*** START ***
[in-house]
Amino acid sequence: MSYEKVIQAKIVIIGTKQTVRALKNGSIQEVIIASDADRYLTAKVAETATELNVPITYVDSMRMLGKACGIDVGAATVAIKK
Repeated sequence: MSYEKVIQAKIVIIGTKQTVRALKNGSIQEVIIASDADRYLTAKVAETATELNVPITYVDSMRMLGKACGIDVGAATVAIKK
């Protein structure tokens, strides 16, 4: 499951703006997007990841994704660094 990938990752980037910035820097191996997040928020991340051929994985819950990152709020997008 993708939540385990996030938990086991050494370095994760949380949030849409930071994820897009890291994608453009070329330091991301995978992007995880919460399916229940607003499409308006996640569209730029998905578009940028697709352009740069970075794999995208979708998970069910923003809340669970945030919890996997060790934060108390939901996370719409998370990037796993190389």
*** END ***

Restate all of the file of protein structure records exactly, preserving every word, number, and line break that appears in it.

[in-house]
Amino acid sequence: MSYEKVIQAKIVIIGTKQTVRALKNGSIQEVIIASDADRYLTAKVAETATELNVPITYVDSMRMLGKACGIDVGAATVAIKK
Repeated sequence: MSYEKVIQAKIVIIGTKQTVRALKNGSIQEVIIASDADRYLTAKVAETATELNVPITYVDSMRMLGKACGIDVGAATVAIKK
């Protein structure tokens, strides 16, 4: 499951703006997007990841994704660094 990938990752980037910035820097191996997040928020991340051929994985819950990152709020997008 993708939540385990996030938990086991050494370095994760949380949030849409930071994820897009890291994608453009070329330091991301995978992007995880919460399916229940607003499409308006996640569209730029998905578009940028697709352009740069970075794999995208979708998970069910923003809340669970945030919890996997060790934060108390939901996370719409998370990037796993190389």